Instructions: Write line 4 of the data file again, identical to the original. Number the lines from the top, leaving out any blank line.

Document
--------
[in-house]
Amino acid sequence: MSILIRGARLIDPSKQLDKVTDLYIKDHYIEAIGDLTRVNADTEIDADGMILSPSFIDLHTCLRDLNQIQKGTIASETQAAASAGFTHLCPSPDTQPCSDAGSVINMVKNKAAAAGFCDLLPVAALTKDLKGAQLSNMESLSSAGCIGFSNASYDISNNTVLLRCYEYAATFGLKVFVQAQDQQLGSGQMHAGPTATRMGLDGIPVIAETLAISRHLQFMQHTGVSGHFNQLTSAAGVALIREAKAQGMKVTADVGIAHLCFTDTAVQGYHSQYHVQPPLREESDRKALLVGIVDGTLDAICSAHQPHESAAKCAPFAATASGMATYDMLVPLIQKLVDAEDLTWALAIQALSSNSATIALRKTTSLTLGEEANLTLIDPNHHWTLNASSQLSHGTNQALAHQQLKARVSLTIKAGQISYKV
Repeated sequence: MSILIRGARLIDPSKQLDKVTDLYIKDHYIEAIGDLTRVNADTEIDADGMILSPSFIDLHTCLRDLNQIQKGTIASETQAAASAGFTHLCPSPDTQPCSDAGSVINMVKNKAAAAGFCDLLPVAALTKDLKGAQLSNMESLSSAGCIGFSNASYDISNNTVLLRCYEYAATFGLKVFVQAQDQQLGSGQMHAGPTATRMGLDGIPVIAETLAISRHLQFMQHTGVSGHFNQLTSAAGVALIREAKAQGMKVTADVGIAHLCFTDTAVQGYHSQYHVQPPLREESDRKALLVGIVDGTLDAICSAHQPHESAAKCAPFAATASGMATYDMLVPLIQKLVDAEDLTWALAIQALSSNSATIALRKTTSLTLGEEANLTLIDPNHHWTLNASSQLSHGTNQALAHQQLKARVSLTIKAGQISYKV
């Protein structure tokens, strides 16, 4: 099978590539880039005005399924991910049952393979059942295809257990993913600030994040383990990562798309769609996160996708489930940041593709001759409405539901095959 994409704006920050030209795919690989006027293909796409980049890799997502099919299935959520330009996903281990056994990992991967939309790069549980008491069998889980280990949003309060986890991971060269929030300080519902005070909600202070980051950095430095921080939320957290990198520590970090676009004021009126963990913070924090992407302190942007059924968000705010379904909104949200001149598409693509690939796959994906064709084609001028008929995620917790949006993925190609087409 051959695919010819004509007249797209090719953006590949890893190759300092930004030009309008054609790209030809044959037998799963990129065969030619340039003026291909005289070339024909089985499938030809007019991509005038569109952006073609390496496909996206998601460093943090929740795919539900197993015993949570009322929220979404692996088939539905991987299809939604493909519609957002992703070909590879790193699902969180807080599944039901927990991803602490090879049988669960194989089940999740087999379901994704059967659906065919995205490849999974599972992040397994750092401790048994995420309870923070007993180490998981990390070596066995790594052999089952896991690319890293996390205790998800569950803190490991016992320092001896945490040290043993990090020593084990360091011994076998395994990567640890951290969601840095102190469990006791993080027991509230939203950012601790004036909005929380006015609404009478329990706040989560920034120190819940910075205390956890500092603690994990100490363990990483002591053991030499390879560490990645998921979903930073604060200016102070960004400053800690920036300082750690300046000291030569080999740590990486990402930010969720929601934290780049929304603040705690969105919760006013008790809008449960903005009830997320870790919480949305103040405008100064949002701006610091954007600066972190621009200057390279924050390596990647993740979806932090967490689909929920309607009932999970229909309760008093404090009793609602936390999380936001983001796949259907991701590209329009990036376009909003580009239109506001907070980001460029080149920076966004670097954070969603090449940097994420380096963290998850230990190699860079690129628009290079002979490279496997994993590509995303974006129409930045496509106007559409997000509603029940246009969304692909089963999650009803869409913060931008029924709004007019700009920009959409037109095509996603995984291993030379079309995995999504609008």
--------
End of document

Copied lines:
């Protein structure tokens, strides 16, 4: 099978590539880039005005399924991910049952393979059942295809257990993913600030994040383990990562798309769609996160996708489930940041593709001759409405539901095959 994409704006920050030209795919690989006027293909796409980049890799997502099919299935959520330009996903281990056994990992991967939309790069549980008491069998889980280990949003309060986890991971060269929030300080519902005070909600202070980051950095430095921080939320957290990198520590970090676009004021009126963990913070924090992407302190942007059924968000705010379904909104949200001149598409693509690939796959994906064709084609001028008929995620917790949006993925190609087409 051959695919010819004509007249797209090719953006590949890893190759300092930004030009309008054609790209030809044959037998799963990129065969030619340039003026291909005289070339024909089985499938030809007019991509005038569109952006073609390496496909996206998601460093943090929740795919539900197993015993949570009322929220979404692996088939539905991987299809939604493909519609957002992703070909590879790193699902969180807080599944039901927990991803602490090879049988669960194989089940999740087999379901994704059967659906065919995205490849999974599972992040397994750092401790048994995420309870923070007993180490998981990390070596066995790594052999089952896991690319890293996390205790998800569950803190490991016992320092001896945490040290043993990090020593084990360091011994076998395994990567640890951290969601840095102190469990006791993080027991509230939203950012601790004036909005929380006015609404009478329990706040989560920034120190819940910075205390956890500092603690994990100490363990990483002591053991030499390879560490990645998921979903930073604060200016102070960004400053800690920036300082750690300046000291030569080999740590990486990402930010969720929601934290780049929304603040705690969105919760006013008790809008449960903005009830997320870790919480949305103040405008100064949002701006610091954007600066972190621009200057390279924050390596990647993740979806932090967490689909929920309607009932999970229909309760008093404090009793609602936390999380936001983001796949259907991701590209329009990036376009909003580009239109506001907070980001460029080149920076966004670097954070969603090449940097994420380096963290998850230990190699860079690129628009290079002979490279496997994993590509995303974006129409930045496509106007559409997000509603029940246009969304692909089963999650009803869409913060931008029924709004007019700009920009959409037109095509996603995984291993030379079309995995999504609008």